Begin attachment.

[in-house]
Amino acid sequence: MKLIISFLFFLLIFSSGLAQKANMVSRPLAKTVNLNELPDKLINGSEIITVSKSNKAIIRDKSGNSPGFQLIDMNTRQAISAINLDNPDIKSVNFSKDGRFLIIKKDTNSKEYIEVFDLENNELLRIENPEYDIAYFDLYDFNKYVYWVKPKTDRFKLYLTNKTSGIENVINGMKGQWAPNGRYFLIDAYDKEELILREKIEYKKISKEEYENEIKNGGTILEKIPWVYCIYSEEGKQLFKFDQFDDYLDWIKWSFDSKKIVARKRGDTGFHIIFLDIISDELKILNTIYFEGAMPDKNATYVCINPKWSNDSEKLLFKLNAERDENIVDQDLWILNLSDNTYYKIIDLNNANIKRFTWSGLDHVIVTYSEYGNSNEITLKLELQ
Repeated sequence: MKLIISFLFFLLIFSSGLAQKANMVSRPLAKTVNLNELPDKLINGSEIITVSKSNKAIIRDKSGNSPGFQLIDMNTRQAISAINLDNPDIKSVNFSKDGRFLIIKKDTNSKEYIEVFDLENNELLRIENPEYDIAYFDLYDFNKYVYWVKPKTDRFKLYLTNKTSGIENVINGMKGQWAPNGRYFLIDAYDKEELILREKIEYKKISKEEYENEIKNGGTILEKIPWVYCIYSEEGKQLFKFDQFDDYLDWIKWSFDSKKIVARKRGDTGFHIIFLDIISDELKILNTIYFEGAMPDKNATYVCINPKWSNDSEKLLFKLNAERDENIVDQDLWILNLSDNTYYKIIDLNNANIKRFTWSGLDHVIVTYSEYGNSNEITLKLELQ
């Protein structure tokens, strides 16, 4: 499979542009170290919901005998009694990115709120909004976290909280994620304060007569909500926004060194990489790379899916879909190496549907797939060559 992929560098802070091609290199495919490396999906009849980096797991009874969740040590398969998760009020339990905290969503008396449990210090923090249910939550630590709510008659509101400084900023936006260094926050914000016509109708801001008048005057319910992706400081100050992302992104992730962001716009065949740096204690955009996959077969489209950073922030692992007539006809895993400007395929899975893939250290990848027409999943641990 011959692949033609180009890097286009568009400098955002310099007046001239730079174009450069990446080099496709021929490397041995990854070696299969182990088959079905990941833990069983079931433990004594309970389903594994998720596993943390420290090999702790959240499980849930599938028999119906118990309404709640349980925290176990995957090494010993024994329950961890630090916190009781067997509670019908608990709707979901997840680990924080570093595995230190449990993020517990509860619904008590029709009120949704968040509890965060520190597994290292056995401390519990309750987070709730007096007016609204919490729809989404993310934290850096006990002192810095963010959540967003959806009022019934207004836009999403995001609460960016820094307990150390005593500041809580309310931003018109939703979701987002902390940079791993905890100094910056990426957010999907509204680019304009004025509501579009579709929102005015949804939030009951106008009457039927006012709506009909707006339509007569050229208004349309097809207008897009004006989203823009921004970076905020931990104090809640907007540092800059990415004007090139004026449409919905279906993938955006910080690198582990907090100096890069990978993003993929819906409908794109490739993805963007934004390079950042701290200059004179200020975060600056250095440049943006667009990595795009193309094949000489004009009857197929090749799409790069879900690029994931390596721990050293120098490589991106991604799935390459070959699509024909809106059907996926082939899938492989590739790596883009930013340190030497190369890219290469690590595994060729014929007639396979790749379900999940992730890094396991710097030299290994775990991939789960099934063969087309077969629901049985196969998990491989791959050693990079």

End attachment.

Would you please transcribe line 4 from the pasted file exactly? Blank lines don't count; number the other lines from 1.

């Protein structure tokens, strides 16, 4: 499979542009170290919901005998009694990115709120909004976290909280994620304060007569909500926004060194990489790379899916879909190496549907797939060559 992929560098802070091609290199495919490396999906009849980096797991009874969740040590398969998760009020339990905290969503008396449990210090923090249910939550630590709510008659509101400084900023936006260094926050914000016509109708801001008048005057319910992706400081100050992302992104992730962001716009065949740096204690955009996959077969489209950073922030692992007539006809895993400007395929899975893939250290990848027409999943641990 011959692949033609180009890097286009568009400098955002310099007046001239730079174009450069990446080099496709021929490397041995990854070696299969182990088959079905990941833990069983079931433990004594309970389903594994998720596993943390420290090999702790959240499980849930599938028999119906118990309404709640349980925290176990995957090494010993024994329950961890630090916190009781067997509670019908608990709707979901997840680990924080570093595995230190449990993020517990509860619904008590029709009120949704968040509890965060520190597994290292056995401390519990309750987070709730007096007016609204919490729809989404993310934290850096006990002192810095963010959540967003959806009022019934207004836009999403995001609460960016820094307990150390005593500041809580309310931003018109939703979701987002902390940079791993905890100094910056990426957010999907509204680019304009004025509501579009579709929102005015949804939030009951106008009457039927006012709506009909707006339509007569050229208004349309097809207008897009004006989203823009921004970076905020931990104090809640907007540092800059990415004007090139004026449409919905279906993938955006910080690198582990907090100096890069990978993003993929819906409908794109490739993805963007934004390079950042701290200059004179200020975060600056250095440049943006667009990595795009193309094949000489004009009857197929090749799409790069879900690029994931390596721990050293120098490589991106991604799935390459070959699509024909809106059907996926082939899938492989590739790596883009930013340190030497190369890219290469690590595994060729014929007639396979790749379900999940992730890094396991710097030299290994775990991939789960099934063969087309077969629901049985196969998990491989791959050693990079």